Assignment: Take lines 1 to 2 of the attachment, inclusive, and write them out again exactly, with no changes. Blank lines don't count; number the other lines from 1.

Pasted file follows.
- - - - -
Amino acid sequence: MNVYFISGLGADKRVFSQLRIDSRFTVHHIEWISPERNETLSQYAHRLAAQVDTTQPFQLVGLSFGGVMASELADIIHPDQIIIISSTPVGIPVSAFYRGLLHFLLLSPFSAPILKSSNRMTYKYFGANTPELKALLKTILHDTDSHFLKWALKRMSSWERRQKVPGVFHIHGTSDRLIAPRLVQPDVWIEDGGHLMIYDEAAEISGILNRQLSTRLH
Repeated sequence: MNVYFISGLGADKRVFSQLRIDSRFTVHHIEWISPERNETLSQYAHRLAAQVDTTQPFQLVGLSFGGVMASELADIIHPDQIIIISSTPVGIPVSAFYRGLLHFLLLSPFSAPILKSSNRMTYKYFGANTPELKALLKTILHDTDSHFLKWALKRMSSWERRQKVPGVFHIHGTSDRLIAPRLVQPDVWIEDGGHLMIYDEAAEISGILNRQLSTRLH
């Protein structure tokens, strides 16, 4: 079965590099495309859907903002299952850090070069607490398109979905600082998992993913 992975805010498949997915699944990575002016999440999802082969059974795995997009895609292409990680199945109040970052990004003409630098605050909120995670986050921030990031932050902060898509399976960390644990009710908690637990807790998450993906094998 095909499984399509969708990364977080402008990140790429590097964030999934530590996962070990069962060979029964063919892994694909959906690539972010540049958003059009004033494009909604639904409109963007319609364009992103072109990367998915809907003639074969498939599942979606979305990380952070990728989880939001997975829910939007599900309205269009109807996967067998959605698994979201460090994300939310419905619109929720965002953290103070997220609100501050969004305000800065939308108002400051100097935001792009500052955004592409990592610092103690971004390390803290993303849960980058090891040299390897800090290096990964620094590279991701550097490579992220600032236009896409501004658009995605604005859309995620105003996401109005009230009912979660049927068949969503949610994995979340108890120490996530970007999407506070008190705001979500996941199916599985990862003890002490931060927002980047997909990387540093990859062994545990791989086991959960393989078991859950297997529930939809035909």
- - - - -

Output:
Amino acid sequence: MNVYFISGLGADKRVFSQLRIDSRFTVHHIEWISPERNETLSQYAHRLAAQVDTTQPFQLVGLSFGGVMASELADIIHPDQIIIISSTPVGIPVSAFYRGLLHFLLLSPFSAPILKSSNRMTYKYFGANTPELKALLKTILHDTDSHFLKWALKRMSSWERRQKVPGVFHIHGTSDRLIAPRLVQPDVWIEDGGHLMIYDEAAEISGILNRQLSTRLH
Repeated sequence: MNVYFISGLGADKRVFSQLRIDSRFTVHHIEWISPERNETLSQYAHRLAAQVDTTQPFQLVGLSFGGVMASELADIIHPDQIIIISSTPVGIPVSAFYRGLLHFLLLSPFSAPILKSSNRMTYKYFGANTPELKALLKTILHDTDSHFLKWALKRMSSWERRQKVPGVFHIHGTSDRLIAPRLVQPDVWIEDGGHLMIYDEAAEISGILNRQLSTRLH